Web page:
For people who understood the covenant of the pieces ritual this would have been an astonishing twist. The weaker partner should have walked the path, but it is God, the stronger of the two who doubles down and clearly professes a commitment to the partnership. God takes Abraham’s place and accepts full responsibility for reaching the goals their partnership is working towards.
Sounds familiar doesn’t it? Sounds like another time in scripture where God shows up to take on the responsibility of the weakness of humanity and takes our place on the cross. God never changes. From the beginning of the covenant with Abraham to the new covenant declared by Jesus, God is the one who bears the full responsibility of our partnership. Knowing full well we will doubt, we will stray, we will not uphold our end of the bargain 100% of the time, knowing all this God repeatedly steps in to say, “I am still committed to our partnership.”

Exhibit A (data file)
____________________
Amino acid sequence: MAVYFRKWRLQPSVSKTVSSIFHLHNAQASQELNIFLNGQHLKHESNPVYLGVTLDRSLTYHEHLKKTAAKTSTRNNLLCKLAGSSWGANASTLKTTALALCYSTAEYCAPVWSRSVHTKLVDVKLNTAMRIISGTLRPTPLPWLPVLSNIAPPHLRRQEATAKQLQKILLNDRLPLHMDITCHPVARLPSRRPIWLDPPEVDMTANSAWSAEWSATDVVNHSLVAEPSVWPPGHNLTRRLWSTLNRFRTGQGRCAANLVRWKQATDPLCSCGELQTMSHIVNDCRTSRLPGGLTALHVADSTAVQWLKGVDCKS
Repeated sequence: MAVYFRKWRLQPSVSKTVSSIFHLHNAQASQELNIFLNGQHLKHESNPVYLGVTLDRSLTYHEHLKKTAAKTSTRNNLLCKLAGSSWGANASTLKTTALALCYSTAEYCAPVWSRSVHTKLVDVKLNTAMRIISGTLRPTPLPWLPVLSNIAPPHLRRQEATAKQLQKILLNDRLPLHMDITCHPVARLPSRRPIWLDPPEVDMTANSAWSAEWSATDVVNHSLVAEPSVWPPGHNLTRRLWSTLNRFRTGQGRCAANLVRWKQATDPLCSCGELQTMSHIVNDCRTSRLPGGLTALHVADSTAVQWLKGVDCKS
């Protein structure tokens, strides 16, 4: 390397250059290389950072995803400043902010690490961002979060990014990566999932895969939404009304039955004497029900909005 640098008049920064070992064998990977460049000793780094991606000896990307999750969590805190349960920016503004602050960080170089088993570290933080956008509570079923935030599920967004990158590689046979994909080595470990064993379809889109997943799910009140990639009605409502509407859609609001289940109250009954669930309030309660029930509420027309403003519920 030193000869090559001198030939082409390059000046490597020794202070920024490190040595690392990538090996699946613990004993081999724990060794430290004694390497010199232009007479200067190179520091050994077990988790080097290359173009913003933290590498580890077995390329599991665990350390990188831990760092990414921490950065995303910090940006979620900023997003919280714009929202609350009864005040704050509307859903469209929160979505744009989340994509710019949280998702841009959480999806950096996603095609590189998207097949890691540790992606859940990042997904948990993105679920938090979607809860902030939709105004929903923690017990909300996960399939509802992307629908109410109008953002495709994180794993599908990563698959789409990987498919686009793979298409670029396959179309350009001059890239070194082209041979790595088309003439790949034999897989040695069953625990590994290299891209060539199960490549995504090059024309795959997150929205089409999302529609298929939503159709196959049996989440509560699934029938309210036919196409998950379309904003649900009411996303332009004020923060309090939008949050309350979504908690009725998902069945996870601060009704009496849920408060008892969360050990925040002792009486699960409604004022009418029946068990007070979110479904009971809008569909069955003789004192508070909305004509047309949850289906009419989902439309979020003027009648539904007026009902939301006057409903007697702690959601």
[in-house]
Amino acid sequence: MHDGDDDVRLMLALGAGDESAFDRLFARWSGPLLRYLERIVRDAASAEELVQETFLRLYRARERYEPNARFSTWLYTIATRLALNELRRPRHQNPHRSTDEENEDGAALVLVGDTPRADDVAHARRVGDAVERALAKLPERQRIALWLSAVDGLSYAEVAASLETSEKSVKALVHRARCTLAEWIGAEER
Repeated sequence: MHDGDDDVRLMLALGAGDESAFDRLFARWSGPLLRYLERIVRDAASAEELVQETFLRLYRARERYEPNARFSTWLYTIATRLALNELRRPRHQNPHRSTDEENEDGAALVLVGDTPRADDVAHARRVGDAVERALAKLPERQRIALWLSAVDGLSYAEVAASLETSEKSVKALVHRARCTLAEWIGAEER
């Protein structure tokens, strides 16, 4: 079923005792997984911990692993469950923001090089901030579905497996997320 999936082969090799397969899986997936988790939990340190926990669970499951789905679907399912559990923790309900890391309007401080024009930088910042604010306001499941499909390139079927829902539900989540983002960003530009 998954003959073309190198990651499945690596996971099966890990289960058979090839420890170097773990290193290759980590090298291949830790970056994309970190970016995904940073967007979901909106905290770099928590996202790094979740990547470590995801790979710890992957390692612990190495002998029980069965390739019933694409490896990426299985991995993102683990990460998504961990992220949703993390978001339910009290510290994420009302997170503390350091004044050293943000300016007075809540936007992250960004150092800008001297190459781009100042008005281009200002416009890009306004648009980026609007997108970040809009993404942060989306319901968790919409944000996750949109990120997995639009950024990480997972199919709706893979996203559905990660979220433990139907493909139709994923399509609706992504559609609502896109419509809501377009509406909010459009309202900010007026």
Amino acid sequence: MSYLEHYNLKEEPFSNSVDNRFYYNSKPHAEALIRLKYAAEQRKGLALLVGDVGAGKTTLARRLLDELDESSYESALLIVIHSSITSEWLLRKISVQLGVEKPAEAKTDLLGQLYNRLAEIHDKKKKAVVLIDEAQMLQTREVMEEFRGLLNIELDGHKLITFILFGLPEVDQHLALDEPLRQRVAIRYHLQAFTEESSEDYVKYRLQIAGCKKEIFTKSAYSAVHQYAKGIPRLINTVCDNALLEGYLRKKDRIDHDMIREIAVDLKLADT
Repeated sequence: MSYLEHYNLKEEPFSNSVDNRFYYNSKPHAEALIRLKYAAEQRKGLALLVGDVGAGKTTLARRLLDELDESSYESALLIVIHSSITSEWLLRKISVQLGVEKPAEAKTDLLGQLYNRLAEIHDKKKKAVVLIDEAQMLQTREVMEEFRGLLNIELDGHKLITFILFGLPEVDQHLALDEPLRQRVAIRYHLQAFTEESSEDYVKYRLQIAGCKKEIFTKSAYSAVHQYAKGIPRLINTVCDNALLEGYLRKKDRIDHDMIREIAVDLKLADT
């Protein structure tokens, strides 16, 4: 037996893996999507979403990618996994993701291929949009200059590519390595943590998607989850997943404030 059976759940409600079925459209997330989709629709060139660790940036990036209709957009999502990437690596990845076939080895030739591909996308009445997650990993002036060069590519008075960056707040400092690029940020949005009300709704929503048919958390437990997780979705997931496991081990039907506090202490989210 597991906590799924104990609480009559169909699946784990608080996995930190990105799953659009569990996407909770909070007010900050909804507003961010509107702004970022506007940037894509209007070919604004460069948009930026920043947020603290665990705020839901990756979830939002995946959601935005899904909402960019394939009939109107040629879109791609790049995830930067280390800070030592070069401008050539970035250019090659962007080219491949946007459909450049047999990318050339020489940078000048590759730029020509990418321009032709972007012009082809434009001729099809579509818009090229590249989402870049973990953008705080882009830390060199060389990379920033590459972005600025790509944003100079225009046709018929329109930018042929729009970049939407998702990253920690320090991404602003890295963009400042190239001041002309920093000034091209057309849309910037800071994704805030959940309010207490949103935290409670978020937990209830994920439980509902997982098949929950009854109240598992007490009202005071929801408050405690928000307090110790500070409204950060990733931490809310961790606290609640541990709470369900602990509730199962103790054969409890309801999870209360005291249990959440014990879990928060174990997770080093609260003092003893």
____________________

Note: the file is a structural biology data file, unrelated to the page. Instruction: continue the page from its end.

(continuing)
If God were a human, we would be screaming at them to stop making covenants like these. I would be advising God to set some healthy boundaries and begging God to stop letting their partners take advantage of God’s good will. If this was a human-human partnership it would be time for the partners to end the relationship. We simply do not have the mental or emotional resources to handle the kind of abuse that God brushes off daily.
Which is why when we realize we have let God down we often choose to abandon God altogether. It is hard for us to imagine God welcoming us back, forgiving us, and wanting to continue being in relationship with us. Yet that is what God does over and over in scripture and in the lives of people around us.
We can see how humans constantly and consistently fail to be good partners to God. Adam and Eve, Cain, the flood and Babel are all stories about humanity being terrible partners. In those stories, God steps in and corrects the course of human error on God’s own. God creates a new place to live for Adam and Eve when they fail. God admonishes and protects Cain when he fails. God sends a flood to reset the course of creation after humanity fails. God confuses language when the people of Babel fail. God takes full control and redirects humanity after each failure.